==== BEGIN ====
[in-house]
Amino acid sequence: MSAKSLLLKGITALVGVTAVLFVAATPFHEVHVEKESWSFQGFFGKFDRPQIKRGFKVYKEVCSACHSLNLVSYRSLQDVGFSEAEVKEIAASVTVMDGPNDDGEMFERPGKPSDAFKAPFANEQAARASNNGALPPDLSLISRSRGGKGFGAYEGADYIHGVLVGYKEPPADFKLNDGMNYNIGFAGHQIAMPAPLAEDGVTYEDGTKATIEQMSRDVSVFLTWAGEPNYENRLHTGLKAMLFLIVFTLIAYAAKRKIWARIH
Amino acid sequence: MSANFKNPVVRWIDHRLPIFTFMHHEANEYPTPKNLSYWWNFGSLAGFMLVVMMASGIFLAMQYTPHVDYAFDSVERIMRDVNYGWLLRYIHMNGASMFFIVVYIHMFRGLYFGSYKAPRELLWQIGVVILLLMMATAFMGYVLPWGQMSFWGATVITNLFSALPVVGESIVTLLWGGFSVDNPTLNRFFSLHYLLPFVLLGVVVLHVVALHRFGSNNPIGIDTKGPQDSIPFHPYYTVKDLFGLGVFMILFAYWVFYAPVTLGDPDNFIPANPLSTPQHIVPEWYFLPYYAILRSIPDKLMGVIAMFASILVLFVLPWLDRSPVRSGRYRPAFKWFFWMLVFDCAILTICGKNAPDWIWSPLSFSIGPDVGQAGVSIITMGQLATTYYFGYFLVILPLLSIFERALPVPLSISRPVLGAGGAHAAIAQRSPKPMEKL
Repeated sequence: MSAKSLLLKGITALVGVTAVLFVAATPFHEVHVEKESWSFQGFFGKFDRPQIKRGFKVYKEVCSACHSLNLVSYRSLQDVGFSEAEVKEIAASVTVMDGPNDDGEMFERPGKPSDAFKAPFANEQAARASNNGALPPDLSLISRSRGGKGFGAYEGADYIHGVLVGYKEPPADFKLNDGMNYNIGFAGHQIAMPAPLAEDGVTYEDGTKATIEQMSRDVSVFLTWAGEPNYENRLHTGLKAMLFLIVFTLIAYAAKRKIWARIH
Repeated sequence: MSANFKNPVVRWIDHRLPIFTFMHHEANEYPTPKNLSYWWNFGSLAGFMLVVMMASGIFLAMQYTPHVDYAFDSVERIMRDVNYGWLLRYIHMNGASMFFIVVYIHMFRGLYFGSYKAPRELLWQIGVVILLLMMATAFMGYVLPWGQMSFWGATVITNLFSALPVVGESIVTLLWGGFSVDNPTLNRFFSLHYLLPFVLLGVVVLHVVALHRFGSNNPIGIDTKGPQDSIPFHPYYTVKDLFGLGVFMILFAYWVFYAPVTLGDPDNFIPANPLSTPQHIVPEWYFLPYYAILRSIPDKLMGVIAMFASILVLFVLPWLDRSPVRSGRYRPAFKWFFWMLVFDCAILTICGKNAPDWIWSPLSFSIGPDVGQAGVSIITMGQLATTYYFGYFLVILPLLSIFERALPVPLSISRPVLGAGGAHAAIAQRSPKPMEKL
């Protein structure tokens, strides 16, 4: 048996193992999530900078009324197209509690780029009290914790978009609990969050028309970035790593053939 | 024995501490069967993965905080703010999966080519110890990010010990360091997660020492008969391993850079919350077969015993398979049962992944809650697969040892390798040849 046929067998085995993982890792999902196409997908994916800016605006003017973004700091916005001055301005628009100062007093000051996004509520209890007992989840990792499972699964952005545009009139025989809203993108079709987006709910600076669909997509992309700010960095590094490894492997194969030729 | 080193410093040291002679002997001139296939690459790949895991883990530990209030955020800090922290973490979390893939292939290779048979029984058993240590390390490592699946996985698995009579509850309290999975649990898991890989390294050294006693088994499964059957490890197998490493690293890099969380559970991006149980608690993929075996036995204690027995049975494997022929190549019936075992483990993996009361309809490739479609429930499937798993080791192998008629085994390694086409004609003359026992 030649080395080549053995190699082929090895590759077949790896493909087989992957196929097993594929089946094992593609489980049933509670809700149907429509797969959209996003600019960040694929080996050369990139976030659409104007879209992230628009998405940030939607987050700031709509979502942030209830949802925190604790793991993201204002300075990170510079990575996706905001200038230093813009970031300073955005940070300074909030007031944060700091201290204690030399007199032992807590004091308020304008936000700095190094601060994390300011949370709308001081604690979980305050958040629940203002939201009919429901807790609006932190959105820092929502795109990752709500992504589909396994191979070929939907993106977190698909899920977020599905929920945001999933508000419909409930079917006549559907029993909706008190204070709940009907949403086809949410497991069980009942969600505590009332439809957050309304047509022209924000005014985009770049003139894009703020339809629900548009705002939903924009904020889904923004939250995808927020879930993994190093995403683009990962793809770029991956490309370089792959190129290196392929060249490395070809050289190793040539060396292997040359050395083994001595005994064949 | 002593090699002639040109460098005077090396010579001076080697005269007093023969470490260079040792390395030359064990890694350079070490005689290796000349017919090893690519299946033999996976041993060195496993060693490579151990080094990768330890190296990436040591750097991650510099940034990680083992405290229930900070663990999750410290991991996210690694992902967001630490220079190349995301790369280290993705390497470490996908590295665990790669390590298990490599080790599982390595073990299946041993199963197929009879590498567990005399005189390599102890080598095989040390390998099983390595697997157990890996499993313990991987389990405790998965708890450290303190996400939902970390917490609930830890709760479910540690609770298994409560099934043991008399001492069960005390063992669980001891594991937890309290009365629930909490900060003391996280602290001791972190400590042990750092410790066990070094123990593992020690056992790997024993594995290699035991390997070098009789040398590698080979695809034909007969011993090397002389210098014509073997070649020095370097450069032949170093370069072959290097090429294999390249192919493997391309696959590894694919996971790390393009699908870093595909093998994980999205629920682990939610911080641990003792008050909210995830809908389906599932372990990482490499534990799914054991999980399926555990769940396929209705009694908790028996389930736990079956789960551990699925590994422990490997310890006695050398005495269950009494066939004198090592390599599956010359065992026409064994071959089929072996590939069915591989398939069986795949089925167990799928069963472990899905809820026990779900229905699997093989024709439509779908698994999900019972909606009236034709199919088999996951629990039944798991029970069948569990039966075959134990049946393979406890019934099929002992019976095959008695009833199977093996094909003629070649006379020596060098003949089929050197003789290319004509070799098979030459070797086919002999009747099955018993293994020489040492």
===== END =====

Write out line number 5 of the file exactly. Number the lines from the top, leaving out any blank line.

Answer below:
Repeated sequence: MSANFKNPVVRWIDHRLPIFTFMHHEANEYPTPKNLSYWWNFGSLAGFMLVVMMASGIFLAMQYTPHVDYAFDSVERIMRDVNYGWLLRYIHMNGASMFFIVVYIHMFRGLYFGSYKAPRELLWQIGVVILLLMMATAFMGYVLPWGQMSFWGATVITNLFSALPVVGESIVTLLWGGFSVDNPTLNRFFSLHYLLPFVLLGVVVLHVVALHRFGSNNPIGIDTKGPQDSIPFHPYYTVKDLFGLGVFMILFAYWVFYAPVTLGDPDNFIPANPLSTPQHIVPEWYFLPYYAILRSIPDKLMGVIAMFASILVLFVLPWLDRSPVRSGRYRPAFKWFFWMLVFDCAILTICGKNAPDWIWSPLSFSIGPDVGQAGVSIITMGQLATTYYFGYFLVILPLLSIFERALPVPLSISRPVLGAGGAHAAIAQRSPKPMEKL